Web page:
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Dementia bathing

February 13, 2017
by Pamela Tabar, Editor-in-chief
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Bathing and hygiene tasks are often disturbing and frightening for those with cognitive decline, and nothing about them is routine for caregivers, either.

Bathing is a deeply intimate and a sensory experience. For residents who have dementia, it’s also a tubful of paranoias and miscues, says Denise Scruggs, CDP, CADDCT, ADC/MC, director of the Beard Center on Aging, Lynchburg College, who presented a session on the topic at a recent IASC  Memory Care Forum.

Many residents come from generations that had demure views of nudity, and the simple act of being naked in front of someone else can be a massive stressor. And, since those with dementia may have “time-shifted” in their minds to a much younger age, the process can even be misconstrued as sexual if the caregiver is the opposite gender, she explains.

Caregivers can avoid spoiling the bathing experience by understanding how the dementia brain can misinterpret the stimuli and translate a bath into a battle. The combination of the vulnerability of nakedness and the struggle to recognize or identify those involved in the bathing process can escalate stress to volatile levels, Scruggs says. “That person with dementia might be thinking, ‘They’re trying to drown me’ or ‘They’re trying to hurt me.’ And, since the brain’s reaction time has slowed down, they may not be able to tell you, ‘That shampoo is burning my eyes.’” Any bad experience can affect future bathing, making everyone’s day more difficult later, she adds.

One of the biggest mistakes? Caregivers who chat with each other while preparing the resident for bathing instead of interacting with the resident, Scruggs says. The sense of being “stripped” or treated like a task object instead of a person will frustrate residents further and add the element of humiliation.

Caregivers also should never underestimate the power of their own non-verbal cues, Scruggs warns. Bathing shifts are often challenging, but letting your emotions show—impatience, anger, frustration—almost always prompts behavioral responses in people with dementia.

Residents’ individuality needs to be respected—bathing shouldn’t be viewed as an “assembly line” process, Scruggs adds. For each resident’s turn in the tub, use hygiene products that are familiar and liked by that resident. Learn what soothes each person and use it consistently. Individualized music selections, colorful towels, routines and storytelling can all be effective as comfort cues.

The thin nature of elder skin and proximity of nerves to the skin surface mean what seems envigorating or soothing to a younger person could be painful for an older adult. Both water temperature and water pressure can be factors here, Scruggs says. And, pay attention to temperature differentials, such as the nice, warm bath water and that chilly bathing seat.

Taking the time to learn from the family what causes bathing stress or enjoyment can go a long way. Sometimes a life experience from the distant past can be a factor, especially for residents who are veterans or victims of abuse or other crimes. Scruggs relates the experience of one resident, who had survived the WWII concentration camps and had watched her friends go into the gas chambers, which had been crafted to look like showers. Once in a nursing home, “She came to the shower every day, thinking this would be her day to die,” Scruggs says. “We never know what someone’s past experience has been.”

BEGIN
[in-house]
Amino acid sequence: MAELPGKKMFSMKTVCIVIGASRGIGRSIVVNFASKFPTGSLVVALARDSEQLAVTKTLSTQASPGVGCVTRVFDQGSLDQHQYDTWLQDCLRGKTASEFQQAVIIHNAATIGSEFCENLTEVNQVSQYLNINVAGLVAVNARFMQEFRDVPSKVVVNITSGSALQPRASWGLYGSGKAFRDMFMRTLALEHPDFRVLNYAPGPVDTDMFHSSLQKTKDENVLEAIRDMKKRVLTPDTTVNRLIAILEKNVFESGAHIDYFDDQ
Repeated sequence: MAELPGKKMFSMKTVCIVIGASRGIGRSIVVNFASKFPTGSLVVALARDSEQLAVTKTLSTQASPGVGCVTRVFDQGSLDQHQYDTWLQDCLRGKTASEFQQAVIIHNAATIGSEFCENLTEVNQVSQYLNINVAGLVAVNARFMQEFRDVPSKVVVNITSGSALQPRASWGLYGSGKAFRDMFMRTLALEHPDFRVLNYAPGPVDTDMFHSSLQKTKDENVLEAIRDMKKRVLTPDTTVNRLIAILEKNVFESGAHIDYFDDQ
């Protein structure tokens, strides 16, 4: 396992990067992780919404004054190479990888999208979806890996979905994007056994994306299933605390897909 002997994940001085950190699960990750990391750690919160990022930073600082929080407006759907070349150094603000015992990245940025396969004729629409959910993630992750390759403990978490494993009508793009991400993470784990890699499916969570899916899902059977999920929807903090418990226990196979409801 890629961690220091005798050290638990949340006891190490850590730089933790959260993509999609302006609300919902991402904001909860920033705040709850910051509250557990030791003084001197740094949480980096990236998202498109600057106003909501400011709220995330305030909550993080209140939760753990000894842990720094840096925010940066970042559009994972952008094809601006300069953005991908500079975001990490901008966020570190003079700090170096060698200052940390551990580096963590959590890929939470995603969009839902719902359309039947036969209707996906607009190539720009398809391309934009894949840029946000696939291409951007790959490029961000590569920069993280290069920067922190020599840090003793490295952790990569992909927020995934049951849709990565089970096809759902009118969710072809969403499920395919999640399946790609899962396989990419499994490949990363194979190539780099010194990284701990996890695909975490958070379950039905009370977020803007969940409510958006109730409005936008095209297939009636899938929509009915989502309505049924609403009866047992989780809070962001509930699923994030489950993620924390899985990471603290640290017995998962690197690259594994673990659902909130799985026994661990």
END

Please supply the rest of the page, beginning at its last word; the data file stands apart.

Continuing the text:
Scruggs offers these tips and strategies for providing a positive bathing experience:
  • Warmth is innately soothing. Warm the water, the bathing seat and the lotion for afterward. If possible, heat the towels.
  • One seat doesn’t fit all. Bathing chairs or stools that are too high can cause a resident’s feet to dangle, a sure trigger for feelings of insecurity. Find a seat that allows the resident’s feet to fully touch the bottom surface.
  • Pay attention to lighting. Bright, harsh lights can startle or unnerve a resident, but dim lighting can create scary shadows or a subversive atmosphere.
  • All white isn’t right. All-white bathrooms might look crisp and appealing to others, but the lack of contrast and color distinction becomes a muddled blur for people with dementia and can affect their sense of security.
  • Nix the mirrors. People with dementia often cannot recognize their own faces in a mirror and may think there’s a stranger watching them undress.
  • Consistent caregiver assignment strategies work. The more times a resident works with a particular caregiver who can provide a positive experience, the less resistant the resident will be to the bathing process.
  • Fragrance choices should not be random. Who wants to bathe in a room that smells like someone else’s favorite fragrance? Choose scents that are familiar and soothing to that particular resident.
  • Watch the pressure. Some residents may enjoy being sprayed with the massage setting on the shower head, but many older adults find it painful—and people with dementia may interpret this stimulus with fear or panic.
Scruggs made one final suggestion to caregivers: “Have you ever been in a Hoyer lift? Get in one and see what it’s like to be hanging and how vulnerable that makes you feel—especially with no clothes on,” she said. “It should be a ‘must’ in your training.”
 
 
 
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